The SNC recently told the refugee committee in Yayladagi that they are short on funds and only had about US$5 million to distribute - most of it earmarked for efforts in Syria. But they told refugees they would give them each a one-time payment of around 20 Turkish lira, the equivalent to about $11, to buy groceries and whatever supplies they may need for the camp.

Many consider the response totally inadequate. "The SNC does not check up on the refugees to see how they are or what they need," Orwa said. "No one talks to us, no one cares about us. We at least want people to come in and see what the camp is like." This is a complaint we have heard before: refugees want to tell their stories, but they have no one to tell.

Access denied
Since the beginning of the conflict in Syria, there has been limited access for human-rights groups and journalists trying to enter the camps on the border. And after Syrian refugees were targeted during a cross-border attack in Kilis recently, there has been an even greater urgency to keep journalists out of the camps.

Turkish officials as well as doctors working in hospitals near the refugee camps said the government wants to control the information given to the press because the Kilis attack was disastrous for their image. Refugees caught in the crossfire told us that Turkish soldiers who were supposed to be protecting them did little to help.

One of the injured Syrians in the Kilis hospital, Ahmed Bitar, told us the Turkish officers did not defend refugees but instead hid for their own safety. As news of the attack on Kilis spread to other camps, refugees in Yayladagi marched to the border in protest. They said if the Turkish government was not going to protect them, they might as well go back to Syria.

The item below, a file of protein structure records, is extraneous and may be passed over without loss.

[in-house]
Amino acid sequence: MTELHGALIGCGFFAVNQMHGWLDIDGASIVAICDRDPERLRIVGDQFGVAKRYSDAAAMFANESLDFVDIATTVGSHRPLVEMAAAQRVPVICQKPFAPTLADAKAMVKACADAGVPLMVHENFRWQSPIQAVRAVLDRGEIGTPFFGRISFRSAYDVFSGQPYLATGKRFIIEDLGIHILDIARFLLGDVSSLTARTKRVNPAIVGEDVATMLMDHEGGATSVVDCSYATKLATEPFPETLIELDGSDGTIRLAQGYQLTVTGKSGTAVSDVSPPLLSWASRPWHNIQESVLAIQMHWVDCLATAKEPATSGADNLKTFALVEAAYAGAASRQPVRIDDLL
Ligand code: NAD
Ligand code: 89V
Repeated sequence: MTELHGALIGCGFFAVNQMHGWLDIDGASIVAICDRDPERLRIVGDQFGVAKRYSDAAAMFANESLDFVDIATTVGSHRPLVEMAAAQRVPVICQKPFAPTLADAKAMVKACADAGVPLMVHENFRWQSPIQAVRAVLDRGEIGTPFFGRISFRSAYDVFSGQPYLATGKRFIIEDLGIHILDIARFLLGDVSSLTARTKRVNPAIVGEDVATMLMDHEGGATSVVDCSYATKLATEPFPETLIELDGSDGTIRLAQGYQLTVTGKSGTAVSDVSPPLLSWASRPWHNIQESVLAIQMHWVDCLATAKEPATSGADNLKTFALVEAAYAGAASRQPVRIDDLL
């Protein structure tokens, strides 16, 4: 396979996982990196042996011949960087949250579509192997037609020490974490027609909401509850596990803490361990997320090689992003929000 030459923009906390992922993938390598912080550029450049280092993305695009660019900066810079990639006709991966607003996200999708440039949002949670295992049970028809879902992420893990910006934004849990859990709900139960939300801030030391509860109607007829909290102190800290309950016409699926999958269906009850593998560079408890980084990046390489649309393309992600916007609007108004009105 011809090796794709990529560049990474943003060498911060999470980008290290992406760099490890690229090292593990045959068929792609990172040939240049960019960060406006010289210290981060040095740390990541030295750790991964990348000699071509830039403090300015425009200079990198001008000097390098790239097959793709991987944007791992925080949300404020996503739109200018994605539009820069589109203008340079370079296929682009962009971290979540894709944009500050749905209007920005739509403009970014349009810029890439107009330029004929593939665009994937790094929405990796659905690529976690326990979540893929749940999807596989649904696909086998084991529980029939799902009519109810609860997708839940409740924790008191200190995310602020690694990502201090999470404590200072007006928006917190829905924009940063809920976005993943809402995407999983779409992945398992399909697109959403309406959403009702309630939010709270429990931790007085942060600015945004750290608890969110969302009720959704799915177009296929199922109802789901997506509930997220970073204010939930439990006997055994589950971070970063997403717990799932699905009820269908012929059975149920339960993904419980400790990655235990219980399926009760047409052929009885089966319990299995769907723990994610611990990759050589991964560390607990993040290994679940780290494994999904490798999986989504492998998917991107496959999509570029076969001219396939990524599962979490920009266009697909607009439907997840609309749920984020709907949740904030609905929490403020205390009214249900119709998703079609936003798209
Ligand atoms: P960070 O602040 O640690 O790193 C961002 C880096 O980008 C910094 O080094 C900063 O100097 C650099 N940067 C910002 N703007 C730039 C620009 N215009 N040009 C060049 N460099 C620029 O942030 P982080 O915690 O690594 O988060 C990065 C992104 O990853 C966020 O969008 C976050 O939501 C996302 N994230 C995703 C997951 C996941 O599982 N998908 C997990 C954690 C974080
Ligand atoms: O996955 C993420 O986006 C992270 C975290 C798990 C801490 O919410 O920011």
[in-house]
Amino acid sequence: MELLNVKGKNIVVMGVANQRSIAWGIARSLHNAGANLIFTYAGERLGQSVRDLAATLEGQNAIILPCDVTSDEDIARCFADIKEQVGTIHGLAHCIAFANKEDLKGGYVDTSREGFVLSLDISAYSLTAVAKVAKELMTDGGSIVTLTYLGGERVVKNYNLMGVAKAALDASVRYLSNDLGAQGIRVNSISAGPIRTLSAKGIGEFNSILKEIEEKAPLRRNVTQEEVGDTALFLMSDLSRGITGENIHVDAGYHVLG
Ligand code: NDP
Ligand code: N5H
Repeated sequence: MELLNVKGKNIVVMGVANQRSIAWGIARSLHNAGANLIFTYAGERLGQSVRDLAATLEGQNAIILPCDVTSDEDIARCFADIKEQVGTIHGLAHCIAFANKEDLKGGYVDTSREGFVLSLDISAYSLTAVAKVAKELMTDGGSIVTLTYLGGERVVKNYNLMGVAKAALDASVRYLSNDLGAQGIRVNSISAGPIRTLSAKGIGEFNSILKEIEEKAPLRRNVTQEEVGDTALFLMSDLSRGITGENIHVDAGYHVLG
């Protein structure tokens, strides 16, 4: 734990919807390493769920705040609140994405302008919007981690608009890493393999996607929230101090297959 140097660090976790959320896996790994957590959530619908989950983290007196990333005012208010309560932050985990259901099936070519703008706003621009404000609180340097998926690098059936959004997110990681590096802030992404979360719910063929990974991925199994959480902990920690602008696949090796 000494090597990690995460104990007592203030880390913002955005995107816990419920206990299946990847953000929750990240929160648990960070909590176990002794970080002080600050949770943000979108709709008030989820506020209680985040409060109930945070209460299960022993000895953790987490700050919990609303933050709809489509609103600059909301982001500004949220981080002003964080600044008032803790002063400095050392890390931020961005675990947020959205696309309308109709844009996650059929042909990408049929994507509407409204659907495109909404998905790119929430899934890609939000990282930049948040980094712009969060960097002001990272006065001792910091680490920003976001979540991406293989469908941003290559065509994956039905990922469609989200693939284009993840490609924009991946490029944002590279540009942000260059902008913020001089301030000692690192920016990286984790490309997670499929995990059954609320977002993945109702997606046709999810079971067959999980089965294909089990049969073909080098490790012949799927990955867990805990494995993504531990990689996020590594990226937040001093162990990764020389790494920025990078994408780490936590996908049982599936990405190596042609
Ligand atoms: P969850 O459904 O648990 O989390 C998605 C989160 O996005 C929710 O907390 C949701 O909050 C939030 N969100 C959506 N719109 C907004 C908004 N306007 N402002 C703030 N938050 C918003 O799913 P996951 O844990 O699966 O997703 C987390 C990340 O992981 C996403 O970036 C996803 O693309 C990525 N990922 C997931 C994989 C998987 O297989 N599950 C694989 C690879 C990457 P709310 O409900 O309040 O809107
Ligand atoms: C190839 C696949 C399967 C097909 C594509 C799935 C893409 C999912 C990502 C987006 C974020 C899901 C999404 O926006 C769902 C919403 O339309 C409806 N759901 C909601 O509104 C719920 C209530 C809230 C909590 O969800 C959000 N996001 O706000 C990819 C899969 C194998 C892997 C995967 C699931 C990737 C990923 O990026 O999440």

Several Free Syrian Army soldiers and officers likened the situation in the camps to that in Syria. The only way, they said, to get in and out of the camp if you are not a refugee, and if you do not have special permission, is to sneak in illegally. We heard all manner of stories on the lengths some have gone to - from aid workers scaling the 10-foot-tall walls, to human-rights activists slipping through holes in the fence, to women journalists wearing niqabs and pretending to be refugees. Increasingly, such extreme measures are the only available options to those seeking access to refugees.

Just one day after the incident in Kilis, we called Suphi Atan, the Turkish Foreign Ministry's camp coordinator, to verify our authorization to enter the Reyhanli camp, which we had received just one day earlier. He told us that there was simply "no more permission" for the camps. A dial tone followed. When we tried a more direct approach, we were similarly rebuffed. An officer who was guarding the main gate of the Yayladagi camp told us, "Your job is not inside the camp, it is outside of it," and barred us from entering.

Doctors inside a Hatay province hospital agreed to speak with us as long as identifying information about them and their facility's name were not used because the Turkish government has forbid them to speak to press. "You have a right to get information," one physician said, "Just not from the hospitals. Only from the government."

Halfway through our interview with the head of the medical center, a man walked in and sat down next to us, his security badge peeking out of his jacket. His presence immediately changed the tone of the interview, causing the hospital administrator to begin extolling the virtues of the Turkish government's treatment of refugees.

As the number of wounded Syrians taken from the border to hospitals in Turkey has surged in the past two months, information about them has dwindled. One Syrian man in the hospital had just arrived hours before our visit. As he lay on the hospital bed in the emergency ward, he violently shook from loss of blood, his teeth chattering as family members who carried him to the border looked on. 

Continued 1 2  


What's goin' on at the Turkish-Syrian border? (Apr 12, '12)